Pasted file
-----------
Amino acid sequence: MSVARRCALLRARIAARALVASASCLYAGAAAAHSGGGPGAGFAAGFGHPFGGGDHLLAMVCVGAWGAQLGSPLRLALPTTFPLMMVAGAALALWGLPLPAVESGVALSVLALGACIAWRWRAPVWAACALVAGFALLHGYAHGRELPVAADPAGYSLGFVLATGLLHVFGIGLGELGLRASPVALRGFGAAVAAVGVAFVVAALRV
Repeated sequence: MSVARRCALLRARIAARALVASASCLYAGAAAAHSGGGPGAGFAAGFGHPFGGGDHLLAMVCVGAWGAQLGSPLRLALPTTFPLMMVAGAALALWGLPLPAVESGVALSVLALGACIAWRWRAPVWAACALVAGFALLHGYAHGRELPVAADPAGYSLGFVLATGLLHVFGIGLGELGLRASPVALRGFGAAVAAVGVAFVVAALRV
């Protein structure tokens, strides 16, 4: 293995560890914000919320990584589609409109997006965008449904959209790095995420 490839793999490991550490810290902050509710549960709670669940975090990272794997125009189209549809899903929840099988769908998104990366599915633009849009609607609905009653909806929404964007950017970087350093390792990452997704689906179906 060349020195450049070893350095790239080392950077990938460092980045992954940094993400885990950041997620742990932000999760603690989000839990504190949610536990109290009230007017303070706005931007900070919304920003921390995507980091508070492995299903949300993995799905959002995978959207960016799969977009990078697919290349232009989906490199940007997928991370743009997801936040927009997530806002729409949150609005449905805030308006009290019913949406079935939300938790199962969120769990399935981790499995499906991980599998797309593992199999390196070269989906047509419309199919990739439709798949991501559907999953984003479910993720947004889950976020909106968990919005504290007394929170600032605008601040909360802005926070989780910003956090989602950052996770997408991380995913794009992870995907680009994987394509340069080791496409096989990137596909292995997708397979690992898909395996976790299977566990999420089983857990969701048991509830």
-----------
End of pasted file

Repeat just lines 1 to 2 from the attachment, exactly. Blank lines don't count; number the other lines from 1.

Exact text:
Amino acid sequence: MSVARRCALLRARIAARALVASASCLYAGAAAAHSGGGPGAGFAAGFGHPFGGGDHLLAMVCVGAWGAQLGSPLRLALPTTFPLMMVAGAALALWGLPLPAVESGVALSVLALGACIAWRWRAPVWAACALVAGFALLHGYAHGRELPVAADPAGYSLGFVLATGLLHVFGIGLGELGLRASPVALRGFGAAVAAVGVAFVVAALRV
Repeated sequence: MSVARRCALLRARIAARALVASASCLYAGAAAAHSGGGPGAGFAAGFGHPFGGGDHLLAMVCVGAWGAQLGSPLRLALPTTFPLMMVAGAALALWGLPLPAVESGVALSVLALGACIAWRWRAPVWAACALVAGFALLHGYAHGRELPVAADPAGYSLGFVLATGLLHVFGIGLGELGLRASPVALRGFGAAVAAVGVAFVVAALRV